Simply place an insert into each dehydrator tray and slowly pour one cup of milk onto each. If your kitchen cabinet is the tiniest bit un-level and you never noticed, you will find that out quickly as the milk fills the trays.

Setting options vary on different home dehydrating machines. I use the fruit and vegetable about 135 degrees setting when I dehydrate any dairy product.

Dehydrating four to five trays of milk will take approximately 12 hours. The power output of dehydrators vary. Your machine could complete the process in as few as 10 or as many as 12 hours. The more trays stacked in the dehydrator the longer it will take.

I recommend dehydrating just two trays the first time your work with milk to better determine the temperature and time settings required on your dehydrator. Check the milk trays by lifting the top off of the machines and carefully lifting up each tray individually to review your progress about eight hours in.

As indicated in the video below, the milk will harden and crack into multiple pieces as it dries. When it is done it will feel like a thin piece of peanut brittle. Once the milk has dried remove the flaky pieces from the tray and place them into your blender or food processor to powder.

Powdering the flakes is not necessary, but make for more compact storage and easier measuring before use. After selecting the pulse or puree button on your selected kitchen appliance and powdering the dehydrated milk, pour the contents into a mason jar. I vacuum seal the mason jars before dating them and putting them onto a shelf.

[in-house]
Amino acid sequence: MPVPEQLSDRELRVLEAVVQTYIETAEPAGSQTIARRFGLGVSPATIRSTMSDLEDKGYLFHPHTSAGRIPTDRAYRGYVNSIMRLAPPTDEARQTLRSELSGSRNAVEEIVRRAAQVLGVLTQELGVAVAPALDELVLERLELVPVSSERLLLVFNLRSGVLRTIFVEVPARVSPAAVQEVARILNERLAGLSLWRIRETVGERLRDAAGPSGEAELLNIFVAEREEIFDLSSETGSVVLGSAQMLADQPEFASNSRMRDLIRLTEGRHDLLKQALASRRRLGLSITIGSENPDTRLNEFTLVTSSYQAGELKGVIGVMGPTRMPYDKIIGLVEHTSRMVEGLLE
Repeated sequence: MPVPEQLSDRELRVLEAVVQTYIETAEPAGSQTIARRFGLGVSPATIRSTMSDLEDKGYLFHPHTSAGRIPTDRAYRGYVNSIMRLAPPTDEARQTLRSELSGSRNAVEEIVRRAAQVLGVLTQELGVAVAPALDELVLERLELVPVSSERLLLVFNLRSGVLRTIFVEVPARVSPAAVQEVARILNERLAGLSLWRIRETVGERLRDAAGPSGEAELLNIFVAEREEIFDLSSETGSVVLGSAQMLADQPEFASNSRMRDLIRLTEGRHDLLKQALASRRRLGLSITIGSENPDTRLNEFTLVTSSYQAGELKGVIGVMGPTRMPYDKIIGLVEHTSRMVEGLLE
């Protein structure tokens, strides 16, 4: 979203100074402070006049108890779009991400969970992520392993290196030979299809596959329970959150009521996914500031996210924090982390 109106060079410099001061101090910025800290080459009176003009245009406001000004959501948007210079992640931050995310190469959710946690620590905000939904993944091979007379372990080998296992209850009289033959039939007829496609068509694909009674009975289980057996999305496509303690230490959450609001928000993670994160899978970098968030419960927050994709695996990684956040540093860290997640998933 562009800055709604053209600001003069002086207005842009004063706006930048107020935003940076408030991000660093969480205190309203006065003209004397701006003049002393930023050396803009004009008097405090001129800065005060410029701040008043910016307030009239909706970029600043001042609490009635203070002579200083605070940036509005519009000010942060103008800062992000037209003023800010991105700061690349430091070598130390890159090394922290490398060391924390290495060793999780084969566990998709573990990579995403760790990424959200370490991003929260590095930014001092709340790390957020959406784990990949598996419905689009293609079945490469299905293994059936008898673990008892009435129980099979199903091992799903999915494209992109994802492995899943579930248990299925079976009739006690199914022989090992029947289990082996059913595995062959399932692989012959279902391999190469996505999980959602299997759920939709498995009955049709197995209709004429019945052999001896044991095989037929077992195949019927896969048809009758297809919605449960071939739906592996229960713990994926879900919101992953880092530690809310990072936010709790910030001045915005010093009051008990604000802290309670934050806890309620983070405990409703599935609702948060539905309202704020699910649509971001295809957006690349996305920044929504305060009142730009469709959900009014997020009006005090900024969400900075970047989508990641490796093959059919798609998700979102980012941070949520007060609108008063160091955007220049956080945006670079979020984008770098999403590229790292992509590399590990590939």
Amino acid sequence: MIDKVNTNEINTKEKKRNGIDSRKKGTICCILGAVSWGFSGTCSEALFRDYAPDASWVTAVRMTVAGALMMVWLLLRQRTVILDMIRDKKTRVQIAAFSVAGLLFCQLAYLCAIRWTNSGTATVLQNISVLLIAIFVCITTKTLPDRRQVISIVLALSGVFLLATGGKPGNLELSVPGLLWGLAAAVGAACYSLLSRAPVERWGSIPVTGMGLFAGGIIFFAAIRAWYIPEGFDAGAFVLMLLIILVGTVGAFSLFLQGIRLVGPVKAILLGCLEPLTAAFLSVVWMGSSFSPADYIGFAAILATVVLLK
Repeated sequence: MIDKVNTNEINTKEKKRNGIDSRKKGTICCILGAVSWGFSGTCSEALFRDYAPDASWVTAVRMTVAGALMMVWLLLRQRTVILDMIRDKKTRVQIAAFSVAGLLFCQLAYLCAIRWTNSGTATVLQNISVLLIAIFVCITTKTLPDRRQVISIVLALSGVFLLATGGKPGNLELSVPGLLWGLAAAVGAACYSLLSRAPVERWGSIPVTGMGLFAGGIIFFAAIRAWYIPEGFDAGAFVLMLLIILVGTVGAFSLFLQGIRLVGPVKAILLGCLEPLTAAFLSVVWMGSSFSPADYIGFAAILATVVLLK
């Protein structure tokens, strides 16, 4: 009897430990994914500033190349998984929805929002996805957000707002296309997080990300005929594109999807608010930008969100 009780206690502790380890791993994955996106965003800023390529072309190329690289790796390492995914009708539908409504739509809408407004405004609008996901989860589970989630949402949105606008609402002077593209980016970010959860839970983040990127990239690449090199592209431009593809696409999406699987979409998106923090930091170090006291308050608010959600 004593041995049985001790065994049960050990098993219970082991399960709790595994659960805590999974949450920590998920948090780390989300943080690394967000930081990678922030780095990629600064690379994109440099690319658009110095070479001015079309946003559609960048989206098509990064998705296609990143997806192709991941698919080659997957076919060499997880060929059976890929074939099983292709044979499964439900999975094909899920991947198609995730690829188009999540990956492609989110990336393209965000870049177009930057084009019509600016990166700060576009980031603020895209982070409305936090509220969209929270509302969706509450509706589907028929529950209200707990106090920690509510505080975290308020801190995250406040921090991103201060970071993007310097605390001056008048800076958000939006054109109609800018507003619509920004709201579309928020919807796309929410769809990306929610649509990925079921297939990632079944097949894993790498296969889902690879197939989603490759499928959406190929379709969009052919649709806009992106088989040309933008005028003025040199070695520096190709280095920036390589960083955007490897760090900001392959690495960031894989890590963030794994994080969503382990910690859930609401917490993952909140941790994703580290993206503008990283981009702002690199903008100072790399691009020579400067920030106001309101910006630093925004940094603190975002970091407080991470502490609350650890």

Reconstituting Dehydrated Milk

It takes approximately 13 teaspoons of dehydrated milk powder to equal one cup of reconstituted milk. I mix together one tablespoon of hot water to with 13 teaspoons of milk powder to make one liquid cup of milk. If the consistency of your batch still seems more sludge than real milk, add more hot water in ½ teaspoon increments until you achieve the consistency you desire.

Milk From Livestock

Cows eat about 100 pounds per day of feed, a factor which must be taken into consideration when relying either heavily or lightly when factoring cows into your milk preparedness plans. If your cows cannot graze during the winter and early spring months, a multitude of feed must also be stockpiled for their consumption or your dairy cow will soon perish.

“All cows produce milk once they deliver a calf. About 10 months after calving, the amount of milk the cow gives naturally decreases substantially and the cow undergoes ‘drying off.’ About 12 to 14 months after the birth of her previous calf, a cow will calve again, thus providing milk,” according to the Midwest Dairy Association website.

Some folks prefer the taste of goat milk to cow milk and believe it offers a more digestible fat and protein content than cow milk.

The smaller animal will require less feed during the cold weather months, but will still need to be fed in order to survive. Goats are wonderful weed-clearing animals and will happily consume just about any unwanted growth you have around the homestead.

If it is feasible both financially and with space consideration, you should utilize all of the survival milk suggestions offered above. Raising livestock is an everyday commitment. Recognizing the signs of illness in the goats and cows, and having at least a basic knowledge of how to treat the problems, may likely become a must during a long-term disaster.

How are you stockpiling milk to prepare for a disaster?

[Image via Survival Based]